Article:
The Glen Rose ISD board of trustees on Thursday night will vote whether to support a lawsuit challenging the Texas school finance system’s constitutionality.
Members of the Texas School Coalition, made up of so-called “property wealthy” schools, were among six school districts that filed the suit last Friday. The complaint claims that the state does not give schools sufficient funding to meet state educational standards and that the system boils down to a statewide property tax.
The law firm Haynes and Boone, LLP filed the suit in state district court in Austin on behalf of six school districts. The plaintiffs are the Calhoun County, Abernathy, Aransas County, Frisco, Lewisville and Richardson school districts.
An additional 54 school districts are represented by the law firm in connection with the case. Most are members of the Texas School Coalition, which is made up of revenue-contributing schools. These districts have paid almost $15 billion in local taxes to the state finance system since 1993 and are projected to pay more than $1 billion this school year, the coalition said.
Glen Rose ISD has paid more than half of $1 billion under the so-called “Robin Hood” school funding plan of taking revenues from property-wealthy district and giving them to poor districts to equalize funding.
In Glen Rose, most of the property wealth and tax money comes from the Comanche Peak Nuclear Power Plant.
Supporting the lawsuit is on the GRISD board’s agenda for its Thursday meeting.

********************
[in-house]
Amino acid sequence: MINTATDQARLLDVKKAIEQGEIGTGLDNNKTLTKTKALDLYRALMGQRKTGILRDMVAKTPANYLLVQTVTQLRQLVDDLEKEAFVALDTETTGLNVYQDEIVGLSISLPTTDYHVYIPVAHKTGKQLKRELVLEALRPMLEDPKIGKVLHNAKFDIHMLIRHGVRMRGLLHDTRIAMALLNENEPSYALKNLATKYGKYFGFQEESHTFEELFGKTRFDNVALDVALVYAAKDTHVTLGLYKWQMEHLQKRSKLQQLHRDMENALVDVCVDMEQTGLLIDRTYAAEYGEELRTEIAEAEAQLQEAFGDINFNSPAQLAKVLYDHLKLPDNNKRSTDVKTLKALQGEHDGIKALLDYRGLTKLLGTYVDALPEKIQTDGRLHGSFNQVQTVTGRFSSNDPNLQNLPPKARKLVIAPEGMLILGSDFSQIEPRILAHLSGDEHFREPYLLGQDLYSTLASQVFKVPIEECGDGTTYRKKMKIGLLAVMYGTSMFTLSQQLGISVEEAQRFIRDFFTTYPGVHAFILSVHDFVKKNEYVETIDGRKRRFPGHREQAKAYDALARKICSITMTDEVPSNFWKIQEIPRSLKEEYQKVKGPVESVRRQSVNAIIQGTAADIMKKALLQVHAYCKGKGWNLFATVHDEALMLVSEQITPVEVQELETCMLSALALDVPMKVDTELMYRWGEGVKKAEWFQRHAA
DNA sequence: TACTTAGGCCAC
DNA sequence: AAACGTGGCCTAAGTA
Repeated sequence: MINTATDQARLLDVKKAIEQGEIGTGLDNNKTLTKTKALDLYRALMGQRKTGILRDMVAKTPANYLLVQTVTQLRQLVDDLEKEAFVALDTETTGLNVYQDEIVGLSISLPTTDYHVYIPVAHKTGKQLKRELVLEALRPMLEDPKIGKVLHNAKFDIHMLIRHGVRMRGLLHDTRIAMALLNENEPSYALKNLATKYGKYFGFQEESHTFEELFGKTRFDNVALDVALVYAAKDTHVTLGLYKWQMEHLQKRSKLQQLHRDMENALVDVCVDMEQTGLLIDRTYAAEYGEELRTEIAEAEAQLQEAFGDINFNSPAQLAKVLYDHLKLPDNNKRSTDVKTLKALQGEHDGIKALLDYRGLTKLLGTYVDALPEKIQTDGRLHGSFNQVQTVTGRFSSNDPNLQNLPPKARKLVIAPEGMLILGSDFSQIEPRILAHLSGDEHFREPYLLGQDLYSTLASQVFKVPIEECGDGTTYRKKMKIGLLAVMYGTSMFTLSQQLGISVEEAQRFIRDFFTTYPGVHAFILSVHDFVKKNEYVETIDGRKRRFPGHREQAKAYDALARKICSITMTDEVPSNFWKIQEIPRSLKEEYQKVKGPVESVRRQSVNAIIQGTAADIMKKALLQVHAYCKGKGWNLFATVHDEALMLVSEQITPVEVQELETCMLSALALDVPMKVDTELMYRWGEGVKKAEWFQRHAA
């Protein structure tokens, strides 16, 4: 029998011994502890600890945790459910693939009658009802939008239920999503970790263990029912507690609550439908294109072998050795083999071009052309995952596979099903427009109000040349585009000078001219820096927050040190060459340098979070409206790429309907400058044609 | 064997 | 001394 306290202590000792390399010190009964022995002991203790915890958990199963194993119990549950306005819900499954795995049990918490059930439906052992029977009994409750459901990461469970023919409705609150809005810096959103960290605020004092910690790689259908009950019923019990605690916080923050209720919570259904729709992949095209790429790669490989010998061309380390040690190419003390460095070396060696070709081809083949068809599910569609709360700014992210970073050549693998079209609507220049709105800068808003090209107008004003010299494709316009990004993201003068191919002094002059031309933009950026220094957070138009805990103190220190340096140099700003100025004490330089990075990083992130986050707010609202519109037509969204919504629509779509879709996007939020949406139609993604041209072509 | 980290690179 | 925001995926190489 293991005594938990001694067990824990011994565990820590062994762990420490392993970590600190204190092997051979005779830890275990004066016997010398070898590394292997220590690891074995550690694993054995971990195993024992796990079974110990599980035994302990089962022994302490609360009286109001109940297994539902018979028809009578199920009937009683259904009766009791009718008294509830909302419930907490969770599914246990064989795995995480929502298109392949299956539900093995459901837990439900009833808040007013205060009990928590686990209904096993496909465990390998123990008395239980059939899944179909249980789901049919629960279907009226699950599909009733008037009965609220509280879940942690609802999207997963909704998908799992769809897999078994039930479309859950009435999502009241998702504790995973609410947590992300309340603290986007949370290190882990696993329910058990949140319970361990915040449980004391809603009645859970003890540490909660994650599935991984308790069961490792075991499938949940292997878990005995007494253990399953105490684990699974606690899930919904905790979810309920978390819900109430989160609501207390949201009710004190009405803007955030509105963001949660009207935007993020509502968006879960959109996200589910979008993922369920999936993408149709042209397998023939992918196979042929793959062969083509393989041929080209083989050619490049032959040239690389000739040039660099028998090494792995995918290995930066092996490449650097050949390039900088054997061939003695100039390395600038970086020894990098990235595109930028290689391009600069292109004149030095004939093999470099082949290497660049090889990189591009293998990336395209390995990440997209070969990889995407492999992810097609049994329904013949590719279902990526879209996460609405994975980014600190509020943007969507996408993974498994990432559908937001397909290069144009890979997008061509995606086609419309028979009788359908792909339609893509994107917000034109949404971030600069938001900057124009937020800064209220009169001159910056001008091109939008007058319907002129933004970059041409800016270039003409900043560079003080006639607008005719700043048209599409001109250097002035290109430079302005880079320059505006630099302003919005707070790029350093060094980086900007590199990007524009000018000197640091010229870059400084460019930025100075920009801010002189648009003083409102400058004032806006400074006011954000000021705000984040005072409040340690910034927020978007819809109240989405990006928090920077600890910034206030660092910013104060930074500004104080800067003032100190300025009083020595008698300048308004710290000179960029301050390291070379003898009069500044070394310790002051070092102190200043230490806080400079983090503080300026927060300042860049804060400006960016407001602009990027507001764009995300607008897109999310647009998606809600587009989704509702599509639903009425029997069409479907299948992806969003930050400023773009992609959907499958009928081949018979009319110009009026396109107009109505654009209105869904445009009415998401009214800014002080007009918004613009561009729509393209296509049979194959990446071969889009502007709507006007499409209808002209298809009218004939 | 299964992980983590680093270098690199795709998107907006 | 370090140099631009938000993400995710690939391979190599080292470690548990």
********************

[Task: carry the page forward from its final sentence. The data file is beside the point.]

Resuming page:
The board will contemplate giving financial support to the effort, said GRISD Superintendent Wayne Rotan.
In 2005, GRISD joined a similar suit and provided $15,000. It later recovered its attorney fees.
Rotan said the board will consider whether to provide $5,000 for three years again to support the suit. But the district does not plan to join the suit as a major plaintiff.
Mark Trachtenberg, one of the Haynes & Boone attorneys filing the suit, said in a prepared statement that the Texas school finance system “is in crisis again.”
The current system “does not meet the constitutional definition of adequacy and denies local districts the ability to address that inadequacy,” he said.
Trachtenberg continued: “This lawsuit will demonstrate that school districts are not being provided with the resources needed to meet the standards the State of Texas itself has identified as the measure of a constitutionally adequate education. And, the State’s actions have left school districts without meaningful discretion to control their local property tax rates, which violates the constitutional prohibition against a statewide property tax.”
The coalition charged that the Texas Legislature failed for the first time in 60 years to fund enrollment growth by cutting $5.4 billion from public education for the next two-year budget cycle. Texas schools add about 80,000 students annually, the coalition said.
The budget cuts forced districts to eliminate thousands of positions for teachers and other support staff, the coalition added.
“These severe funding reductions come at a time when Texas is requiring school districts to implement a new and more rigorous testing and accountability regime,” said Haynes & Boone attorney John Turner, referring to the switch from TAKS to the STAAR testing program.
“The level of state funding has fallen to such a point that many, or even most, school districts must effectively use all of the local funds they can raise just to meet basic education standards,” Turner added. “Local tax dollars raised above a certain level ought to be available for local enrichment, and should not be used to compensate for funding the state has failed to provide.”
The plaintiff lawyers plan to argue that the state has “effectively co-opted the taxing capacity of districts, resulting in a de facto state property tax, which is prohibited by the Texas Constitution,” Turner said.
The state’s school finance system is “no longer merely drifting toward constitutional inadequacy,” Turner added. “It has arrived.”
Please see the Reporter’s Web site Thursday night for coverage of the school board’s decision.